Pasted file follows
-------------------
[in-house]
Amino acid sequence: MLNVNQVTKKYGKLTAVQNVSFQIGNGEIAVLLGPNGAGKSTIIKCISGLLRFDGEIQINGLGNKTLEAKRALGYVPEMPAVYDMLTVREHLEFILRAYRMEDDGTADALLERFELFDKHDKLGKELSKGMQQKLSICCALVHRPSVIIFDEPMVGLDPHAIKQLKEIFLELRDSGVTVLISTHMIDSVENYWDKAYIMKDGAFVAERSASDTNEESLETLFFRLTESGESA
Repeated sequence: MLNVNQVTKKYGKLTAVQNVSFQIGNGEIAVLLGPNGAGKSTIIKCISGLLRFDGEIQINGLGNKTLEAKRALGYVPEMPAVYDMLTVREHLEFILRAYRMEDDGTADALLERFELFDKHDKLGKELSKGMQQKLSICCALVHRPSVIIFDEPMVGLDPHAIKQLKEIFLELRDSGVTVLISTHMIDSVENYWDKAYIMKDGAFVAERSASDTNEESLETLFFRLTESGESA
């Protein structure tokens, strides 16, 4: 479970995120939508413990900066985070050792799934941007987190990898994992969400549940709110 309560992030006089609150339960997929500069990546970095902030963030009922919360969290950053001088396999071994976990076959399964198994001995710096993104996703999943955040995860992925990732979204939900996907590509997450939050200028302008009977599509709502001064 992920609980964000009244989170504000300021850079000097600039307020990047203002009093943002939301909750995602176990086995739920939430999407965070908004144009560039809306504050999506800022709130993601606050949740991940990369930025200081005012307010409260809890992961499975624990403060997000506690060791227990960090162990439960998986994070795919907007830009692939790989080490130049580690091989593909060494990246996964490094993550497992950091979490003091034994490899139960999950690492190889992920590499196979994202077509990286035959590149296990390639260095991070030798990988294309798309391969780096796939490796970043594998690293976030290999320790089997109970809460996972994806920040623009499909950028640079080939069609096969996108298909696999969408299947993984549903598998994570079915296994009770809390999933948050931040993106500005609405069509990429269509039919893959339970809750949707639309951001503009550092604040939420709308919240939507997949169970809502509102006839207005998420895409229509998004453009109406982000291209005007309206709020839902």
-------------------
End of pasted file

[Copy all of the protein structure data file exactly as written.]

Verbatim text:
[in-house]
Amino acid sequence: MLNVNQVTKKYGKLTAVQNVSFQIGNGEIAVLLGPNGAGKSTIIKCISGLLRFDGEIQINGLGNKTLEAKRALGYVPEMPAVYDMLTVREHLEFILRAYRMEDDGTADALLERFELFDKHDKLGKELSKGMQQKLSICCALVHRPSVIIFDEPMVGLDPHAIKQLKEIFLELRDSGVTVLISTHMIDSVENYWDKAYIMKDGAFVAERSASDTNEESLETLFFRLTESGESA
Repeated sequence: MLNVNQVTKKYGKLTAVQNVSFQIGNGEIAVLLGPNGAGKSTIIKCISGLLRFDGEIQINGLGNKTLEAKRALGYVPEMPAVYDMLTVREHLEFILRAYRMEDDGTADALLERFELFDKHDKLGKELSKGMQQKLSICCALVHRPSVIIFDEPMVGLDPHAIKQLKEIFLELRDSGVTVLISTHMIDSVENYWDKAYIMKDGAFVAERSASDTNEESLETLFFRLTESGESA
């Protein structure tokens, strides 16, 4: 479970995120939508413990900066985070050792799934941007987190990898994992969400549940709110 309560992030006089609150339960997929500069990546970095902030963030009922919360969290950053001088396999071994976990076959399964198994001995710096993104996703999943955040995860992925990732979204939900996907590509997450939050200028302008009977599509709502001064 992920609980964000009244989170504000300021850079000097600039307020990047203002009093943002939301909750995602176990086995739920939430999407965070908004144009560039809306504050999506800022709130993601606050949740991940990369930025200081005012307010409260809890992961499975624990403060997000506690060791227990960090162990439960998986994070795919907007830009692939790989080490130049580690091989593909060494990246996964490094993550497992950091979490003091034994490899139960999950690492190889992920590499196979994202077509990286035959590149296990390639260095991070030798990988294309798309391969780096796939490796970043594998690293976030290999320790089997109970809460996972994806920040623009499909950028640079080939069609096969996108298909696999969408299947993984549903598998994570079915296994009770809390999933948050931040993106500005609405069509990429269509039919893959339970809750949707639309951001503009550092604040939420709308919240939507997949169970809502509102006839207005998420895409229509998004453009109406982000291209005007309206709020839902």